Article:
The Graduate program in History offers students the chance to combine studies in the fields of:
- Africa, Caribbean and Latin America
- Ancient History
- Canadian History
- Comparative, Global and Transnational History
- Cultural History
- East Asian Studies
- Migration and Ethnicity
- Politics, Law and the State
- Sciences, Health and the Environments
- Social and Economic History
- United States
- Women, Gender and Sexualities
with thematic fields in social history and the history of science and technology. Seminars at the 5000 level cover a broad variety of topics including aspects of cultural history; the history of women, gender and sexualities; of politics, the law and the state; and slavery, migrations and ethnicity. Comparative studies are encouraged at all levels. Conference courses at the 6000 level aim primarily to prepare doctoral students for their comprehensive qualifying exams. The goal of our doctoral qualifying exams is to provide students with the skills that will allow them to have a broad enough knowledge of their fields to teach courses at the undergraduate survey level or use that knowledge in other related work settings. We believe that our insistence on having solid teaching background has helped our PhD graduates find jobs.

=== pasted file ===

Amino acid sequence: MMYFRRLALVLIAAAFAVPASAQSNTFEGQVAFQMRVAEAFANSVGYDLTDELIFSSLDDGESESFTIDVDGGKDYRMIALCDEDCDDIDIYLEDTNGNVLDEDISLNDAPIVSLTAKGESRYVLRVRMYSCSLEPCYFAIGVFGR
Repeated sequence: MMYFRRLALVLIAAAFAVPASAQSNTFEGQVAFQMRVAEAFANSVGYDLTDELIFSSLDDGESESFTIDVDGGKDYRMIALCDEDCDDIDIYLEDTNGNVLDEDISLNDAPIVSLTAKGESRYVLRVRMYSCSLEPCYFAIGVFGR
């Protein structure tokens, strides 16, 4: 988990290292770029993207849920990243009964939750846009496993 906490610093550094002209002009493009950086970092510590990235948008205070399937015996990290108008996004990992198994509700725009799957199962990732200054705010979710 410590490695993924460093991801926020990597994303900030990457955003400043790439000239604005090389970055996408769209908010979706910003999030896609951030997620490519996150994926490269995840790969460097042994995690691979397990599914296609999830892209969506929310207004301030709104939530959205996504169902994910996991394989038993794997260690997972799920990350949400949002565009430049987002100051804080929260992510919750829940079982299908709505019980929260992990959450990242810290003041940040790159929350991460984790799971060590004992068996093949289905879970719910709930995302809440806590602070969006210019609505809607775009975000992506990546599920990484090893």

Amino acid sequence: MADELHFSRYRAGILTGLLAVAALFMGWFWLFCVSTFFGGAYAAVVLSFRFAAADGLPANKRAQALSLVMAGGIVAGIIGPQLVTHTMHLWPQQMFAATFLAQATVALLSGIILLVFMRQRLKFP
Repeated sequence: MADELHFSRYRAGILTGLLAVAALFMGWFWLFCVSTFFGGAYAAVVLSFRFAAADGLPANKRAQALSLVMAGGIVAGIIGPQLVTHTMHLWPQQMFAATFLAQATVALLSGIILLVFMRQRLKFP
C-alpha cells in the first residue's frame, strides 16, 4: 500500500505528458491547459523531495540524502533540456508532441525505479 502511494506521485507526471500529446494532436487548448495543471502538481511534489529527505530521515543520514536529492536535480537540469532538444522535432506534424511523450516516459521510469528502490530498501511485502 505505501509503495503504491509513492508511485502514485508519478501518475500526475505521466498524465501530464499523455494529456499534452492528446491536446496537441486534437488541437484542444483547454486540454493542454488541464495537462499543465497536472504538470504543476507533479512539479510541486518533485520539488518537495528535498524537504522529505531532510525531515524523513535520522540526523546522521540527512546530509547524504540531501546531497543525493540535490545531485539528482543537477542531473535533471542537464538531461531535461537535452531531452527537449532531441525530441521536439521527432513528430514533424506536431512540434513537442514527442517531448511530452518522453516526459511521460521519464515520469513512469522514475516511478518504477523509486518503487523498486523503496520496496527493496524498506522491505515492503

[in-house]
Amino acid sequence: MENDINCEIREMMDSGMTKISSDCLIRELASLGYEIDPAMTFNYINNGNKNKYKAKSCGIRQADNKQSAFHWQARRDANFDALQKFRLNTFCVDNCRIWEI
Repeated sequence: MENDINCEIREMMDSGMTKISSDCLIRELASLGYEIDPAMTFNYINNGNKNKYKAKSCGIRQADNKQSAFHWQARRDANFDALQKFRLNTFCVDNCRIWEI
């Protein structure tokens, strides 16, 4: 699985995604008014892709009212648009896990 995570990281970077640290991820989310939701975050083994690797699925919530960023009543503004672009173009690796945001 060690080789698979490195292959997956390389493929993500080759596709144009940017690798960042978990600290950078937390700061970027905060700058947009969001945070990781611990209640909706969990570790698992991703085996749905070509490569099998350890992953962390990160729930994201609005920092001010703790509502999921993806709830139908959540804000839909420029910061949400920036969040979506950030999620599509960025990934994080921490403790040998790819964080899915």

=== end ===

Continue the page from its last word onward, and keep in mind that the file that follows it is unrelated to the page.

Faculty in the Graduate program in History are productive scholars, engaged in ongoing research projects and publications, descriptions of which follow. Graduate students in History are encouraged to participate fully in the lively academic culture of the department that builds on seminars, the ongoing research of faculty members, and student intitiated events including guest speakers, an annual graduate student run conference and social activities.
Faculty are available to supervise major research papers and doctoral dissertation in a variety of periods, national histories and thematic areas.